Category Archives: Marketing

Interview: Paola Cillo of SDA Bocconi

Paola Cillo

From her vantage point in Milan, Paola Cillo at SDA Bocconi sees marketing as increasingly tied to innovation.

What do you think makes a strong marketing program?

Strong and leading-edge research is a necessary condition to make a program strong. Yet, it is also very relevant to integrate good and rigorous research with strong managerial practice. This is the reason why in our program, we work closely with companies and integrate case studies into our courses. I think the bridge between the scientific approach and more managerial action is critical to have a good MBA program, not just for marketing, but for other fields, as well.

I think in some MBA programs this might be missing, because many people that teach either come from companies or are completely focused on academic research. I think it is very important to have a faculty that is very active in research, but I wouldn’t say that a very strong faculty automatically means that your MBA is strong. They have to be able to share their knowledge with students. We have tried to reach a good balance between these two aspects.

How is marketing changing these days?

Marketing is changing in the sense that the word marketing is more and more associated with the word innovation. What we are trying to do in our courses is to explore how to take an innovative approach to marketing – a new way of communicating with consumers and collaborating with consumers.

And the other side is the technology, which is not just an enabler of this interaction, but also shapes the way that some marketing processes are applied. That means, generally speaking, all of the CRM (customer relations management). This is the way we are trying to grapple with this evolution of marketing. Our electives in marketing are very much focused on innovation, and we have courses focusing on how technologies can enhance marketing performance of companies, and how they – especially the Internet – can shape how companies interact with their customers.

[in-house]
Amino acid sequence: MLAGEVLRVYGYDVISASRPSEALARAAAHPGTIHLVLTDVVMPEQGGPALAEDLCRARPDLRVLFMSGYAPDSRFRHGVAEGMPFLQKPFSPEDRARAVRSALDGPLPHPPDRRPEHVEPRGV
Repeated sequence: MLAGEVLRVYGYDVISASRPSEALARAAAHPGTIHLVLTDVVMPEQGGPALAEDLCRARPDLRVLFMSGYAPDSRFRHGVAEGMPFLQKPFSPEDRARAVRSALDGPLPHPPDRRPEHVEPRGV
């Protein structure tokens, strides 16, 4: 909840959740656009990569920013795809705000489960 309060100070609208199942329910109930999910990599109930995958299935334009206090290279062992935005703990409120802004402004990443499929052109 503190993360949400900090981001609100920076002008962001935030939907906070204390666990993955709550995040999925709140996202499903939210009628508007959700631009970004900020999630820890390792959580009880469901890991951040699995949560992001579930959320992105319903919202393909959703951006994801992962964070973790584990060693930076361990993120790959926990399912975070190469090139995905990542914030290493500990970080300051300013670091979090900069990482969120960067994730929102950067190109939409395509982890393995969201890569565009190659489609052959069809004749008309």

Though, I have to say that the basic approach to marketing – how companies actually consider marketing – hasn’t changed that much. What is changing is actually the opportunities that they have to put this general approach into practice.  What we try to use different cases and examples to show what it means to do marketing in today’s context.

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Interview: Dominique Hanssens of UCLA Anderson

Dominique Hanssens

Location, location, location – it also matters for MBA students looking to focus on marketing. We spoke with Dominique Hanssens, who chairs the marketing faculty at the UCLA Anderson School of Management, about what makes a good program, and why the West Coast might have its finger on the pulse of future trends.

What makes a good marketing program? Not all top-ranked business schools necessarily have strong marketing programs, right?

There’s not a one-to-one overlap, that is true. There are many places that have good marketing teaching, but not that many that have a state-of-the-art research program.  But the following generalization is true: all of the top programs are world-class in their research, but not all of the world-class research programs are among the top programs at the MBA level. The reason is that there is a certain amount of inertia in reputation development.

Let me give you an example: One of the reasons why the Kellogg School at Northwestern does so well is Professor Philip Kotler. He has written some very important marketing books at a critical time in marketing’s history as a discipline, and is widely recognized for that. A lot of the MBA students from 20 or more years ago have read these books, and many of them are now in senior managerial positions. That established a reputation, a long-term effect that Kellogg is able to capitalize on.

There are some other equally strong marketing research faculties – including Columbia, Stanford and UCLA for example – that don’t have such pioneering book authors. As a result, they haven’t communicated their value proposition as effectively with the MBA audience. That’s the fundamental difference, as I see it.

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